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FS#12431 - SH gcc 4.6.2 with link-time optimization, for Archos targets

Attached to Project: Rockbox
Opened by Boris Gjenero (dreamlayers) - Thursday, 08 December 2011, 05:56 GMT
Task Type Patches
Category Build environment
Status New
Assigned To No-one
Operating System HW-codec
Severity Low
Priority Normal
Reported Version Daily build (which?)
Due in Version Undecided
Due Date Undecided
Percent Complete 0%
Votes 0
Private No


I'm now able to build a working copy of Rockbox r31177 for my Archos Recorder V2 using binutils 2.21.1 and gcc 4.6.2, with -Os -flto. The main advantages are a binary size and memory use decrease of 7kb and automatic discarding of unused code, and the main disadvantage is much slower linking. I don't know if this is worth it.

The new binutils is needed because a linker plugin is needed to enable link time optimization of object files stored in library archives, like libfirmware.a. Linker plugin support is automatically detected by gcc, so there's no need for -fuse-linker-plugin.

The attached gcc patch is based on the current gcc-4.0.3-rockbox-1.diff by Jens Arnold (amiconn). I still need to investigate whether the workaround in gcc/config/sh/sh.h is actually needed. Including it shouldn't cause any problems. You can find info about it in IRC logs around this date:

The attached Rockbox patch changes to build this toolchain, configure to add -flto for gcc 4.6.0 and above, and various things so Rockbox builds properly. The gcc patch can't be automatically downloaded by, so put it the download directory, which is by default, /tmp/rbdev-dl. Note that configure will only use -Os if it finds "rockbox" in the sh-elf-gcc version string, so if you want to try an unpatched gcc, you need to edit configure or the generated Makefile.

Most of the code changes simply add __attribute__((used)) to stuff that gcc -flto would otherwise throw away. When C code is only referenced by assembler code, gcc will throw it away. This even happens for references from inline assembler in the same C file. Functions in apps/plugins/lib/gcc-support.c were also getting discarded, resulting in "defined in discarded section" errors.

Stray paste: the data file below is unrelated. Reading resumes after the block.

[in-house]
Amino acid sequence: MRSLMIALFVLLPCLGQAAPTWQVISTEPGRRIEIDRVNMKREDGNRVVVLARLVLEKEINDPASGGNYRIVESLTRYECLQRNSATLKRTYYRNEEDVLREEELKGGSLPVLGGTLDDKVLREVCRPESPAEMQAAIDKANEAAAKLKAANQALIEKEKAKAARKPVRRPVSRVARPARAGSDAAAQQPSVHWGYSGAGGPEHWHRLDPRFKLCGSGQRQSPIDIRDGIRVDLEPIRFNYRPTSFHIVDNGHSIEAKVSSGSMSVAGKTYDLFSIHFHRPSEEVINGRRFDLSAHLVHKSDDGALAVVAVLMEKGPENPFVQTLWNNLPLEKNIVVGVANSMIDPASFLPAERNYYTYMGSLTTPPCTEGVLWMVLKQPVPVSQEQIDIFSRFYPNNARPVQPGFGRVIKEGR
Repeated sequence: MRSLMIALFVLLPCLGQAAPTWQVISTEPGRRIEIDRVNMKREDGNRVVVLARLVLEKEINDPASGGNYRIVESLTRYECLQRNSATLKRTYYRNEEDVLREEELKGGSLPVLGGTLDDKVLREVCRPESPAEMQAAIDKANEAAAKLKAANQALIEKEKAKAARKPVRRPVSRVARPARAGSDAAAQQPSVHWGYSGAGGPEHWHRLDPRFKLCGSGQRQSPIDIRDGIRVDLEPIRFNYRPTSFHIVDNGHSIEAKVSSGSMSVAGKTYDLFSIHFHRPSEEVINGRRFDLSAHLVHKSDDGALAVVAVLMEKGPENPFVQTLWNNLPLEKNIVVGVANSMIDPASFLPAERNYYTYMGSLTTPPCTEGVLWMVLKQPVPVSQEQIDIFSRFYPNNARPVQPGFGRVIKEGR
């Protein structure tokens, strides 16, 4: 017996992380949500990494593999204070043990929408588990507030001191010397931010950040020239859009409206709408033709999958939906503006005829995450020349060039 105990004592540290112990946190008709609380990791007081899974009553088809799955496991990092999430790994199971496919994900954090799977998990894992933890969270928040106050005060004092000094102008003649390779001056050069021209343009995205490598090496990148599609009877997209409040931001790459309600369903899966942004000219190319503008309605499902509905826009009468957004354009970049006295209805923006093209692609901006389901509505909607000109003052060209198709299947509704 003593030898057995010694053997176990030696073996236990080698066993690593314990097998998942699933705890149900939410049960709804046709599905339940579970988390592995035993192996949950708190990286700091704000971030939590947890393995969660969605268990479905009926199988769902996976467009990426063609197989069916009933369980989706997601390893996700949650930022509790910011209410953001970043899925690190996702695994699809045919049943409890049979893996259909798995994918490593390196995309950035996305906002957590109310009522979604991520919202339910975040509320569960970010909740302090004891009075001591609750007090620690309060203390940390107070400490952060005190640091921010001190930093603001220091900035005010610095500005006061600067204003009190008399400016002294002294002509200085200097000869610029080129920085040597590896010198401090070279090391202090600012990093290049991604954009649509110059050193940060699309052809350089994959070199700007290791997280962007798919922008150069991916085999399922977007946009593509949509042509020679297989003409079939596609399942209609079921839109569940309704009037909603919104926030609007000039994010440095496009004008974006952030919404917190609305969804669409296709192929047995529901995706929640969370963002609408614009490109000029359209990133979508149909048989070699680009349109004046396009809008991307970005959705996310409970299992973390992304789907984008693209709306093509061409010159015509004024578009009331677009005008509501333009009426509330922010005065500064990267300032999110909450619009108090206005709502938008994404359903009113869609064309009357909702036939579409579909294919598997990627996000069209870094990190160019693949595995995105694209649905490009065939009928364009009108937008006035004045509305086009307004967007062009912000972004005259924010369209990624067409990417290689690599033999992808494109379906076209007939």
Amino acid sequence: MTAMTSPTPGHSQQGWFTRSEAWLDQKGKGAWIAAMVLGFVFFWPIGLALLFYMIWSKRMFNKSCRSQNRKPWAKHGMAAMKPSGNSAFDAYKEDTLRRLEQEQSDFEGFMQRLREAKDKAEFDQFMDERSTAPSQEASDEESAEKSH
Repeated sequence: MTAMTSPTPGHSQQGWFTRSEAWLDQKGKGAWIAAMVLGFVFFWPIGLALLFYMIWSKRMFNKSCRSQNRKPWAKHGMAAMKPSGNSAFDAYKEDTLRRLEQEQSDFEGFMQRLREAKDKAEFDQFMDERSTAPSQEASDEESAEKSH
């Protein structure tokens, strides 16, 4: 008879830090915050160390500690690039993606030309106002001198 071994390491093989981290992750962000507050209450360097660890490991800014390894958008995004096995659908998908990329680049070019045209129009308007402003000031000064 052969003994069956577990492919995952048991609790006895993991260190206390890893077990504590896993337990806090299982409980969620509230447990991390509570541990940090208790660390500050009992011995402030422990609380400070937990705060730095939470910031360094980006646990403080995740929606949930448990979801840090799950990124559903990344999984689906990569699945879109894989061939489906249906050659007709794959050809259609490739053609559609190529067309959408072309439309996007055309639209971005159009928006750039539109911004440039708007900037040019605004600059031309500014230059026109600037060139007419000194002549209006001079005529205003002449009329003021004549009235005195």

Link time optimization shuffles around code, and then divides into several large assembler files. (Note how in, instead of the normal .o files, you see a bunch of .ltrans.o files.) Code from the same file may end up in different assembler files. This is why the "bsr _UIE" couldn't reach UIE(), and why .global is needed for _start_thread and _UIE4.

Various little notes: I see no improvement with GLOBAL_LDFLAGS=-fwhole-program, so gcc must be detecting that properly. Adding -ffunction-sections -Wl,--gc-sections is also not helpful. The patch doesn't fix some warnings added by using gcc 4.6.2, but there are only a few, and they should be easy to deal with. It also doesn't make changes needed for -flto for other targets. Without -flto, gcc 4.6.2 generates a binary that's 3 kb bigger than the gcc 4.0.3 binary.
This task depends upon

Comment by Thomas Martitz (kugel.) - Thursday, 08 December 2011, 07:48 GMT
Should probably add USED_ATTR to gcc_extensions.h. It's used in a number of places now.
Comment by Nils Wallménius (nls) - Thursday, 08 December 2011, 16:22 GMT
How large is the difference in compile time? Also have you tried with -fno-fat-lto-objects ?
Comment by Boris Gjenero (dreamlayers) - Friday, 09 December 2011, 18:30 GMT
I committed USED_ATTR support in r31188. An updated patch using USED_ATTR is attached.

Here are my benchmarks for building a r31189 Archos Recorder V2 binary. Times are in seconds. I first performed the operation once without timing. Then, I timed three repeated operations and divided the reported time by 3. Both columns use code patched by sh_flto-v2.patch. The first column uses the normal sh-elf-gcc 4.0.3 built using an unpatched, and the second column uses gcc 4.6.2 built via the patched and -flto. The computer has a Q6600 CPU at 2.4 GHz, 2GB RAM, a WD Black 1TB, hard drive, and Linux Mint Debian Edition with Update Pack 3 from 2011.08.30. I did not use ccache.

make clean, then make -j4
real 38.3 99.8
user 95.8 293
sys 10.9 16.6

touch main.c then make -j4
real 1.1 33.1
user 0.7 32.1
sys 0.1 0.8

Yeah, it really is that bad. (At first I wasn't even sure if I should create this tracker entry.) I didn't try -fno-fat-lto-objects, because there hasn't been a gcc release yet with that feature. It shouldn't help the second case much anyways. One thing that ought to help is parallelizing with -flto=jobserver, but unfortunately it causes linking to sometimes fail with:
make[1]: *** read jobs pipe: No such file or directory. Stop.
make[1]: *** Waiting for unfinished jobs....
lto-wrapper: make returned 2 exit status
/opt/sh-2211-462/lib/gcc/sh-elf/4.6.2/../../../../sh-elf/bin/ld: lto-wrapper failed
collect2: ld returned 1 exit status

A further size reduction of 132 bytes binary size and 104 bytes memory used is possible by using -flto-partition=none. That puts everything into one assembler file.
Comment by Nils Wallménius (nls) - Saturday, 10 December 2011, 08:47 GMT
Yes, the second case is rather bad
Comment by Rafaël Carré (funman) - Saturday, 17 December 2011, 01:38 GMT
It's something I'll accept.

When building ARM targets in thumb mode, building can take twice as long already